Dark Matter: the gripping ghost story from the author of WAKENHYRST
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Also, for a horror novel, it's just not that scary. Into Thin Air, Jon Krakauer's nonfiction account of the 1996 Mount Everest Disaster -- which contains zero ghosts -- is much spookier and more unsettling than this book. Hmm. I have no doubt at all that Michelle Paver is a talented author, she certainly writes about the cold and snow very well, but... well I wasn’t at all scared. Not once. I felt the same way about 'Dark Matter,' I couldn’t see what everyone else was talking about, I still don’t. The two novels are very similar and sadly I was underwhelmed by both of them. Granted, such stories about climbing mountains in the 30's have a long tradition. And of course, so do ghost stories. But regardless, this mash-up was first and foremost WELL WRITTEN. Modern style, of course.
Michelle Paver - Wikipedia Michelle Paver - Wikipedia
Once we get further into the story, and higher up the mountain, the creepiness begins. At the start, there are just small occurrences of unease, a shadow at the edge of Stephen’s vision or the dark shape of a man further up the mountain. But as we read on, weirder things begin to happen. I loved the atmosphere Paver created in this novel, you can really lose yourself in scenario’s and feel the plummeting sense of fear and dread that plagues Stephen. A spooky and atmospheric ghost story, the Perfect reading material for dark October/November long dark nights. I am always on the look out for a good chilling style story at this time of year. I am not a fan of Horror and or guts and gore just a good old fashioned Ghost Story is what floats my boat.In 1935 Dr. Stephen Pearce and his brother Kits are part of a five-man mission to climb the most dangerous mountain in the Himalayas, Kangchenjunga. Thirty years before, Sir Edmund Lyell led an ill-fated expedition up the same mountain: more than one man did not return, and the rest lost limbs to frostbite. “I don’t want to know what happened to them. It’s in the past. It has nothing to do with us,” Dr. Pearce tells himself, but from the start it feels like a bad omen that they, like Lyell’s party, are attempting the southwest approach; even the native porters are nervous. And as they climb, they fall prey to various medical and mental crises; hallucinations of ghostly figures on the crags are just as much of a danger as snow blindness. It’s a hypothesis, and it makes me feel slightly better. I’ve put a frame around the wrongness. I’ve contained it.” Thin Air is an interesting book about a group that decides to climb Kangchenjunga in India. I was quite fascinated with the books premise. Horror stories that take place in isolated places are great and I was quite looking forward to being swept off my feet. Unfortunately, it didn't happen. I liked the story, but I didn't love it. There were interesting moments, but I just felt that I never really connected with either Stephen Pearce or his fellow travelers. I liked the idea that one of the men from the previous expedition was left behind and that Stephen Pearce felt haunted. But, it just never got really interesting.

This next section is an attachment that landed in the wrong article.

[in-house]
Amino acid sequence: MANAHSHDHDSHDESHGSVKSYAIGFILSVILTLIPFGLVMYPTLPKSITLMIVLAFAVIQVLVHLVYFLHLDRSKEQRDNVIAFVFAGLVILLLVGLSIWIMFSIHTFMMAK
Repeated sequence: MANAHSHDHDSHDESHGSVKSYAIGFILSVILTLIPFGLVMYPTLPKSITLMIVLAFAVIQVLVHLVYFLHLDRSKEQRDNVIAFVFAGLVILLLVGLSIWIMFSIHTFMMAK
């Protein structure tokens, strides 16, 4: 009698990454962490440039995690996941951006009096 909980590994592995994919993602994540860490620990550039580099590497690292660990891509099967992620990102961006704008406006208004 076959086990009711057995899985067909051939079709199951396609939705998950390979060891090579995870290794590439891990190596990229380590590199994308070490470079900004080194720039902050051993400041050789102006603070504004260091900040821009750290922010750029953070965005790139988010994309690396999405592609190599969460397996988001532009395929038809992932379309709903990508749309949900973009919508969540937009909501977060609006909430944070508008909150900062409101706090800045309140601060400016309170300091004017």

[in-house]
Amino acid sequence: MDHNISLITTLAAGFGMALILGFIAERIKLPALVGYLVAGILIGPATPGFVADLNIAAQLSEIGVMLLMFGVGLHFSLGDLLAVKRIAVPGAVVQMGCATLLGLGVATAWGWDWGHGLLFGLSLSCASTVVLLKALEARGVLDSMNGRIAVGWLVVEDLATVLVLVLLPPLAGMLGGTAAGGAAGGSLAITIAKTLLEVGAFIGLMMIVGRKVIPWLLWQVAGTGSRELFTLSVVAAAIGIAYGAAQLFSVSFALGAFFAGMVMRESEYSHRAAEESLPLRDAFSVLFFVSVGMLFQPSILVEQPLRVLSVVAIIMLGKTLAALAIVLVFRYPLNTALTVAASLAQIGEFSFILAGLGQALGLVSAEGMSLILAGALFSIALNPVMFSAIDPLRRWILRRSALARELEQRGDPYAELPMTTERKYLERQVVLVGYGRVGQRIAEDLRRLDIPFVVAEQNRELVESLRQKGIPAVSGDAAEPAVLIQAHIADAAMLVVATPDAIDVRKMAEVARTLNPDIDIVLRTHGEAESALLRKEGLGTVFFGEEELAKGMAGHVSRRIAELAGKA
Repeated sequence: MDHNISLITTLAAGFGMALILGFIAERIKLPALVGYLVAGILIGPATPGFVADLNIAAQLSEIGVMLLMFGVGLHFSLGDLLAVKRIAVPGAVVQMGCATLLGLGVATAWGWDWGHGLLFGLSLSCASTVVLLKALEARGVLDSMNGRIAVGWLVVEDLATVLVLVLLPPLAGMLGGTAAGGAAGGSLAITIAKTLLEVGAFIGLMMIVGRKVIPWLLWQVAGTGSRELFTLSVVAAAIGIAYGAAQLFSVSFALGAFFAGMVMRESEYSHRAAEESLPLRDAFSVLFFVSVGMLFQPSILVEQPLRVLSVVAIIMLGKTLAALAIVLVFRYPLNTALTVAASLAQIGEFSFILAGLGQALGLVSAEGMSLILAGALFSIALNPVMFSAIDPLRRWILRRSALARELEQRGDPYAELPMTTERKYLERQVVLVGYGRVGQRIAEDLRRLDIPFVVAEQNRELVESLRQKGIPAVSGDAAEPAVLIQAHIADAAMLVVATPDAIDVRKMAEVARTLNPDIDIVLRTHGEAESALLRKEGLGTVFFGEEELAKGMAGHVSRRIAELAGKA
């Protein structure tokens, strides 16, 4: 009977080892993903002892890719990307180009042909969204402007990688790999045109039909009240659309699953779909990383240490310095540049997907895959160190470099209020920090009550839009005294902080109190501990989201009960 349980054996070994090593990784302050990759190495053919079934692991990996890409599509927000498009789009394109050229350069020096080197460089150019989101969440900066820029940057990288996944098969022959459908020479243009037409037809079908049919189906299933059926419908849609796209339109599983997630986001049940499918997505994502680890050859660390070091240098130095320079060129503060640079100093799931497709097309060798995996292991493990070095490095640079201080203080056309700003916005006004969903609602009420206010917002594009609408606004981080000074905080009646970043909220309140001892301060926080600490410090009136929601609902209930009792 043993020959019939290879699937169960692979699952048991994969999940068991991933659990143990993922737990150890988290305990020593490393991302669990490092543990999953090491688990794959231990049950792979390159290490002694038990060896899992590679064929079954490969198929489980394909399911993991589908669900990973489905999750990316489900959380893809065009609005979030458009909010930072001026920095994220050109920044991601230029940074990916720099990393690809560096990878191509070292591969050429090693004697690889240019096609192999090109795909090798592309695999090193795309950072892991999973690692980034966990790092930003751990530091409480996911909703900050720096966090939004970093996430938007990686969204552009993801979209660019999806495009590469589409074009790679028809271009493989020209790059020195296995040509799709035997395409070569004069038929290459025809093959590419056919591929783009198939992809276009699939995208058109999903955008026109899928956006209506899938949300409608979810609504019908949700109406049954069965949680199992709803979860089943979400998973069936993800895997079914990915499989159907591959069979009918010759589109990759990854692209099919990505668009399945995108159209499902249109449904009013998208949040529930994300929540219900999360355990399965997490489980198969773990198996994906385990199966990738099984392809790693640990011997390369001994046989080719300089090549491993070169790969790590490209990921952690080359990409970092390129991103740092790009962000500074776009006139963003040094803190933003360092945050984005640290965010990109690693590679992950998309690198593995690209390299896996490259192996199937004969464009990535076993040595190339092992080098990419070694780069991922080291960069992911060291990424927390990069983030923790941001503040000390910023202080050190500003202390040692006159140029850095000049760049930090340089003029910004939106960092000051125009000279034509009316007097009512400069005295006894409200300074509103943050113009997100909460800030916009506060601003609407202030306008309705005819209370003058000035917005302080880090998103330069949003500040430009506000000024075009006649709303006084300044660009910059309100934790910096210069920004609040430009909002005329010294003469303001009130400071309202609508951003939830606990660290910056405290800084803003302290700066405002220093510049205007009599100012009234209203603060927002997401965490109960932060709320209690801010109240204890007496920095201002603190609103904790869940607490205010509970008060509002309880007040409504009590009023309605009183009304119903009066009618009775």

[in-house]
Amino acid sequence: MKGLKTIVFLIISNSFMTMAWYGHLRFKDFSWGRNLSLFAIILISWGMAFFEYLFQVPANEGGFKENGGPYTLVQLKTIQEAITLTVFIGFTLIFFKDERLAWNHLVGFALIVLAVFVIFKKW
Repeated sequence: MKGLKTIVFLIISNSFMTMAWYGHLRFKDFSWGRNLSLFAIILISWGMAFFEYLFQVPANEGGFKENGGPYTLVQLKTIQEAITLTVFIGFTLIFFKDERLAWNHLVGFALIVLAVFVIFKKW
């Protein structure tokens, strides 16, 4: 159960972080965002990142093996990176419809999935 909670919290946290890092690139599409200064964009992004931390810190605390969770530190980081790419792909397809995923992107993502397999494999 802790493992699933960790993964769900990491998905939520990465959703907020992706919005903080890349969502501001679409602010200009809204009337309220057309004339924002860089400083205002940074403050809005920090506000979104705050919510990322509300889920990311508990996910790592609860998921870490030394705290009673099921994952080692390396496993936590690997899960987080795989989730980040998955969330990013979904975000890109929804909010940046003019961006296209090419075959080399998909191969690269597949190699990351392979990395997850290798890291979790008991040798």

Dark Matter, Clowns at Midnight, Damage Time and Version 43 Dark Matter, Clowns at Midnight, Damage Time and Version 43
I could feel the chilly winds and the cold in this one and the eerie feel of the mountain really comes to life in her vivid writing. A tightly wrought tale that keeps the reader wondering to the end whether the terror is merely psychological, or if there is in fact something dark haunting the slopes of Kangchenjunga.However, the setting on its own would not be enough. Paver creates a small cast, well drawn, but focuses on one man and his difficult realtionship with his conceited older brother. Through this narration, we become immersed not only in the sibling relationship but also the harsh conditions of the expedition. Our group is trying to reach to summit of the yet unconquered third highest peak of the Himalayas, retracing the steps of a previously ill-fated team. This is a tense, atmospheric novel set in India in the 1930s. An expedition set on the way to a mountain that claimed many before. The story is told from the viewpoint of Stephen, who is a doctor and the younger brother of the group leader Kits. The novel starts in a soul very likely to Jules Verne's Around the World in 80 days but as Stephen meets with an ex-mountaineer that had climbed the killer in the past, we immediately get the picture- this is no happy adventure...Something terrible awaits on the mountain. Thin Air: A Ghost Story fitted the bill perfectly for me, this is more the the sort of story that is eerie and chilling and unsettling as opposed to scary.